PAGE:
Earlier this week I had a couple really cool experiences at work. Monday I was working with Dan Regier, a longtime CHRPA worker, and we visited a house with both a swamp cooler problem and a toilet/tile problem in the bathroom. Dan and I looked at the two jobs, and then he looked at me, and asked “Do you feel comfortable working on the cooler by yourself?” And I was able to say yes.
Tuesday I was working with Kristi and she wasn't feeling well, so after we built a new banister for a client and stopped to eat lunch, she went home to rest and recover. Scott (my director) turned me loose for the afternoon to finish the job that Kristi and I were originally going to do. It wasn't something I'd done before, but Scott explained what I needed to do and felt comfortable sending me, so away I went!
There's a certain pride about working on a job (or even an aspect of a job) by yourself. I noticed that I felt a great deal more ownership of the jobs, taking full responsibility, rather than being a helper for the more experienced employees. Suddenly I became a lot more of a perfectionist. I questioned everything I did: Is this good enough? And, without anyone else there to sign off on the work I was doing, I had to have confidence in what I had done before I could walk away.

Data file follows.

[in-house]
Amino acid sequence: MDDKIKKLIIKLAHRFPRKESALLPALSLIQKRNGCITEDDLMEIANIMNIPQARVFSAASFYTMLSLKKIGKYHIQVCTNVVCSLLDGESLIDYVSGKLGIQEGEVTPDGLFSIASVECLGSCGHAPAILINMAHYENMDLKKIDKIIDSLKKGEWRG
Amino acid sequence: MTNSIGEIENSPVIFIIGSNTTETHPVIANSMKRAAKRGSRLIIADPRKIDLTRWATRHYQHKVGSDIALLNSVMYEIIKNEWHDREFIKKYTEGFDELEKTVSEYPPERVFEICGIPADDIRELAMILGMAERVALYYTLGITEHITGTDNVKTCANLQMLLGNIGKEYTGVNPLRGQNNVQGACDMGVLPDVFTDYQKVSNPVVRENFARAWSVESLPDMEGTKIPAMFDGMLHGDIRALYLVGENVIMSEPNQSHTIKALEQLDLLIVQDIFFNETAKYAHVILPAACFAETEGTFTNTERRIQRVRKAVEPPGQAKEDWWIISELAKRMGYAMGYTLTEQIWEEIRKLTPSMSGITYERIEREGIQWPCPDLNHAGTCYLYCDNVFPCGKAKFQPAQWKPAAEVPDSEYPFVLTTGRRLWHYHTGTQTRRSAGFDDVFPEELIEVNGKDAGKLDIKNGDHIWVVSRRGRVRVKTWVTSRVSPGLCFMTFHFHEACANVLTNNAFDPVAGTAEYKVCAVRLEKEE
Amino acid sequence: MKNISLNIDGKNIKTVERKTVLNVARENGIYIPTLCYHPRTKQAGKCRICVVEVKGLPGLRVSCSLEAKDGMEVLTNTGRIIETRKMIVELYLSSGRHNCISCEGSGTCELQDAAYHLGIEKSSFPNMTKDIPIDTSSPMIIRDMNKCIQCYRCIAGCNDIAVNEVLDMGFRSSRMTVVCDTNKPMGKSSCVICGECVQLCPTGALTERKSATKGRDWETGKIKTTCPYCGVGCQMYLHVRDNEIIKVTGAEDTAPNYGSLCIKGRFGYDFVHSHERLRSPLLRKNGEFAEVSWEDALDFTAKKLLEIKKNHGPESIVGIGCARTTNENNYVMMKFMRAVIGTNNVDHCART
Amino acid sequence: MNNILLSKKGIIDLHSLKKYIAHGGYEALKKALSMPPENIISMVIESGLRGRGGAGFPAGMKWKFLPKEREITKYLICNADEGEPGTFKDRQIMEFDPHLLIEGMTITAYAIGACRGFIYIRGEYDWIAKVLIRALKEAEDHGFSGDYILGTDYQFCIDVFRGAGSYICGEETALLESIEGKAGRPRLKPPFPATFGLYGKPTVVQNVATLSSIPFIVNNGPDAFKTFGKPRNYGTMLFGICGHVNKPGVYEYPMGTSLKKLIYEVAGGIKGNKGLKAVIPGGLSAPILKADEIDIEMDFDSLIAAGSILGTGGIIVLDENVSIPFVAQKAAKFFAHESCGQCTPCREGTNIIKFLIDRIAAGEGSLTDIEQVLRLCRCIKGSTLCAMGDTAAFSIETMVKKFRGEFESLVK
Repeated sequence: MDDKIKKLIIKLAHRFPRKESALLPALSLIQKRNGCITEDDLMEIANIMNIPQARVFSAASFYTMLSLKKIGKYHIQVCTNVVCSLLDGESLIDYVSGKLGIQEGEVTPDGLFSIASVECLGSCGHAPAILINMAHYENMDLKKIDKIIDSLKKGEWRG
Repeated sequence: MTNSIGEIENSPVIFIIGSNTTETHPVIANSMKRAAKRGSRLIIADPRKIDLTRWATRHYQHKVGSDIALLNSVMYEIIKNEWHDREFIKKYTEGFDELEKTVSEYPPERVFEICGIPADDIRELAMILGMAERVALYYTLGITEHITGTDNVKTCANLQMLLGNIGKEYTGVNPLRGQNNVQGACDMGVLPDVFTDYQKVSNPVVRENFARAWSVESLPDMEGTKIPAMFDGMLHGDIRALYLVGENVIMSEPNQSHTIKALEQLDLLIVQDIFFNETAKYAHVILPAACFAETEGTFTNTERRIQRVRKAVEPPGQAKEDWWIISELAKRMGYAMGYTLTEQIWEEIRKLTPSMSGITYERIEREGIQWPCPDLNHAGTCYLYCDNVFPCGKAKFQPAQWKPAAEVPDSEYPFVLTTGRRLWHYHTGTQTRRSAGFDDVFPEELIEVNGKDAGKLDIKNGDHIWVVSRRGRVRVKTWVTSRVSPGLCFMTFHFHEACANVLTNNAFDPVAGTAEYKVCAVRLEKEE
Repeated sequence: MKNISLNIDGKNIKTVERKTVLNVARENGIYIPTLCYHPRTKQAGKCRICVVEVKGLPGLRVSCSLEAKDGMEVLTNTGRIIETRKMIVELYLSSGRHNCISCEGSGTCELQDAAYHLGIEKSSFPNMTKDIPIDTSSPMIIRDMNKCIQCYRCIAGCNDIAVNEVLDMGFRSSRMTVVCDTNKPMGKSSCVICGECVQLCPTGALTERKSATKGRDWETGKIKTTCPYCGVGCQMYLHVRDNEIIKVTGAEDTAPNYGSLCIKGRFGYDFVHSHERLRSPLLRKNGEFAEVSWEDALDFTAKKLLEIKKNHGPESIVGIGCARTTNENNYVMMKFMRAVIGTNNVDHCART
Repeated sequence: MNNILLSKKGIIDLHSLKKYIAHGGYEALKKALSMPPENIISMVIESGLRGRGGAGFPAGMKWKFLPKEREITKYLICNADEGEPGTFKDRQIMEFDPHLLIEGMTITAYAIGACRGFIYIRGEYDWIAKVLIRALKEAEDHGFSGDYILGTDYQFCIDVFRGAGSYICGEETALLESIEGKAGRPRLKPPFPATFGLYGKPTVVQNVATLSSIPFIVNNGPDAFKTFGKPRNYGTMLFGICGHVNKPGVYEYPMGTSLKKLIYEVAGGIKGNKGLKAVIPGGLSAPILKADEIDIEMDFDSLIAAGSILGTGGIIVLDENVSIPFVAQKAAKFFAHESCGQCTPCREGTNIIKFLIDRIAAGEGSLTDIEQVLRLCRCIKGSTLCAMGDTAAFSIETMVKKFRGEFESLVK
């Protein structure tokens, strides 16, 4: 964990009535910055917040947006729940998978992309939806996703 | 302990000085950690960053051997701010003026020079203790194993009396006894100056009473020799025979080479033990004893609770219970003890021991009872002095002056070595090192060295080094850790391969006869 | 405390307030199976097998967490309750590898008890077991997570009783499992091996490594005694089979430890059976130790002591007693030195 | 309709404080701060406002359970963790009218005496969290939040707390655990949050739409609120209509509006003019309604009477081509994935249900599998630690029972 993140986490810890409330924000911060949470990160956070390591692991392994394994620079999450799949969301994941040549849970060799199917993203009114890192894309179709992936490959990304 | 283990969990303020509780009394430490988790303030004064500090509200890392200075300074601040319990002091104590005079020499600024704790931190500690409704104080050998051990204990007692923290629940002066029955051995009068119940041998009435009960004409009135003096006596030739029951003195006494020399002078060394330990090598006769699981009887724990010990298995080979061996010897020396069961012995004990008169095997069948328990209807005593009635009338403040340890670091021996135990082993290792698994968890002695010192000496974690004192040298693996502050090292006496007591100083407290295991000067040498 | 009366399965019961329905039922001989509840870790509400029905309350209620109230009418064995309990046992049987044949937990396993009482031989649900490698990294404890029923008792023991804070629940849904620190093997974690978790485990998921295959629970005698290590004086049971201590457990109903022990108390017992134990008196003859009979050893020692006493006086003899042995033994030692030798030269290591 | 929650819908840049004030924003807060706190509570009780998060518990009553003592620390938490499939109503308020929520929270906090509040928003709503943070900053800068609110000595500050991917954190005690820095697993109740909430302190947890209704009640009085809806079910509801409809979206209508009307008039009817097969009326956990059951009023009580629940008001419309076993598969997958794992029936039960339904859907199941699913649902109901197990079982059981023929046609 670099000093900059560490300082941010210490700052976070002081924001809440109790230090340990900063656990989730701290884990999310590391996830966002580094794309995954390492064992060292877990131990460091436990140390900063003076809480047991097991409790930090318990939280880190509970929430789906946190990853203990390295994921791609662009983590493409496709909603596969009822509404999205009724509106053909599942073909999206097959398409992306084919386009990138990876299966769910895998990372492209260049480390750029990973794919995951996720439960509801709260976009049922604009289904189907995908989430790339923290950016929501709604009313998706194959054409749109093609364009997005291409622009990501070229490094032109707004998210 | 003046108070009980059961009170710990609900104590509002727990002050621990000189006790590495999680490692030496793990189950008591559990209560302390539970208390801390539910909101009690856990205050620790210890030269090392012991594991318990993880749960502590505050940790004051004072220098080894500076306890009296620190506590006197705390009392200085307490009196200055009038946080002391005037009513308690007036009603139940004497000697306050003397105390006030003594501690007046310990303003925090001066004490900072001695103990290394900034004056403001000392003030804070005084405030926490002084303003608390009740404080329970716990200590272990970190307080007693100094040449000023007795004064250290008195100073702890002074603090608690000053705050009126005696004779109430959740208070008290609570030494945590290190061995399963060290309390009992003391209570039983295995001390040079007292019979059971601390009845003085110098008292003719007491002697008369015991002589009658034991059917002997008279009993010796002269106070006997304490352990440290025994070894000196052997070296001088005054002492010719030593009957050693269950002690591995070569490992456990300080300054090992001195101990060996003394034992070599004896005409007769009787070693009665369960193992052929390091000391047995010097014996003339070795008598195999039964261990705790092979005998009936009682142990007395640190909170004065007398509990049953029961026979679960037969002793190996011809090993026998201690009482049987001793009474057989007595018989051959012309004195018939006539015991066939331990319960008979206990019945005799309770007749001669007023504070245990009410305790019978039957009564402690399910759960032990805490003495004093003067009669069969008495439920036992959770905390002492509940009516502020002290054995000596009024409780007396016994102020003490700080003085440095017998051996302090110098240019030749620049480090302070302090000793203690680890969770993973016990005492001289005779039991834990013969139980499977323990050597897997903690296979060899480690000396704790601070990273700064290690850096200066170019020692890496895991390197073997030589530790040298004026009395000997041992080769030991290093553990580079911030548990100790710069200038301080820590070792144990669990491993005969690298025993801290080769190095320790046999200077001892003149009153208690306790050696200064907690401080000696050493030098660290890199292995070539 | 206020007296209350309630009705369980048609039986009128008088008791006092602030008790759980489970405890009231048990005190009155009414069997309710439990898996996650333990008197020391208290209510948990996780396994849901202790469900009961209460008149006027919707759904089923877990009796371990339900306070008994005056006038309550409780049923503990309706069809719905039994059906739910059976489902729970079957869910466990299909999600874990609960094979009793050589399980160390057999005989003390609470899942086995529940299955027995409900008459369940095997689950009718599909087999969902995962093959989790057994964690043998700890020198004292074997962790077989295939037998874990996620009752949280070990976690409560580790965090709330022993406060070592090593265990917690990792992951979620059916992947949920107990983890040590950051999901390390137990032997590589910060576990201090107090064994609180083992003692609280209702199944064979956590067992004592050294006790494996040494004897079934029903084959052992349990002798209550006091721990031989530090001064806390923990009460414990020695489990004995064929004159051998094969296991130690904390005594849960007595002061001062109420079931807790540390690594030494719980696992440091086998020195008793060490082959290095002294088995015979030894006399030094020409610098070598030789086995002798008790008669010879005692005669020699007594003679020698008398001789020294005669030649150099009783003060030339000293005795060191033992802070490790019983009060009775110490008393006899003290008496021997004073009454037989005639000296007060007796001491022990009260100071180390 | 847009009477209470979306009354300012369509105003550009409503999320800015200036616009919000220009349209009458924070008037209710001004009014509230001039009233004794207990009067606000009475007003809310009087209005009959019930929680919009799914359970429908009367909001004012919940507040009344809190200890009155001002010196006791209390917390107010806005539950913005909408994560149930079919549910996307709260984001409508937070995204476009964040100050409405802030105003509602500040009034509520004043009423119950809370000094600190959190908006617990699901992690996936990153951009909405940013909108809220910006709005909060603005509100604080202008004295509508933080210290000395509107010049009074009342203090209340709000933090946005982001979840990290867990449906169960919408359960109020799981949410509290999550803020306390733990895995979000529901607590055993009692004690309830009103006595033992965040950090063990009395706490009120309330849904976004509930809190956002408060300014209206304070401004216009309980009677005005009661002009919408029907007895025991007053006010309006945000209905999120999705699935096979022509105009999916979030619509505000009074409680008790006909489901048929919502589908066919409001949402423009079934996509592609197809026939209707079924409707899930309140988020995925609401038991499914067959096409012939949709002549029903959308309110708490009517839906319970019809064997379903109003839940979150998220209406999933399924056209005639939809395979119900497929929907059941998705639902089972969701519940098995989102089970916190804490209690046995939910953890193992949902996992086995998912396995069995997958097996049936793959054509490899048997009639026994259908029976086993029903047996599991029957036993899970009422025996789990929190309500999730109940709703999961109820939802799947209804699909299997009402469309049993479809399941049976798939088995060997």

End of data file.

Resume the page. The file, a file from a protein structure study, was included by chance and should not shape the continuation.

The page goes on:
I'm still learning, but it was a great feeling to be adequate enough at my job to go do it alone. I've been here just over a month now, but I've already learned so much.
I think we all have a lot to learn, if we are willing to put ourselves in positions where we are bad at things. I tend to avoid things I'm bad at. As I've gotten older, this has only become more prevalent—I see people that are really, really good at things, mostly because they've been doing them a long time, and rather than admit I don't have experience, or am scared to try, I simply avoid the activity altogether. How ridiculous is that? How much of life am I missing out on?
I know that it is uncomfortable to not be good at things. I know that I really enjoy being good at something, known for something, just to have that one unique way in which you are an authority (for me, I look at tennis. I love tennis, but if I really critique myself, I think a prominent reason for my playing tennis is that it was something I did that not very many other folks did, something that I could be the best at, and known for). I think the challenge I'm learning through my early time here at CHRPA is that presence is more important than competence. Even if we are terrible at something, incapable of helping out in any real way, our very presence can speak to a great deal. We grow through things that are uncomfortable and difficult.
I'm trying to grow. I recently started reading a new Paulo Coelho book (the author of the Alchemist) in a thrift store, and in the very first chapter the character stated that there is one moment in every day in which we can either choose to really live life to its fullest or simply live life. Sometimes we seize the opportunity and sometimes we watch it go by. The first step is recognizing the moment for what it is. The next step is jumping into those situations where we are struggle and embrace them as something new and life-giving. Honestly, I think that most of the time I miss those opportunities, every day.
No more. I want to be more willing to lose at games, to be incompetent with a new tool, to make an fool of myself in a unfamiliar social situation. And why? Because those are the situations in which I have the most to learn, and have the most room to grow. I only hope I have the courage to follow through.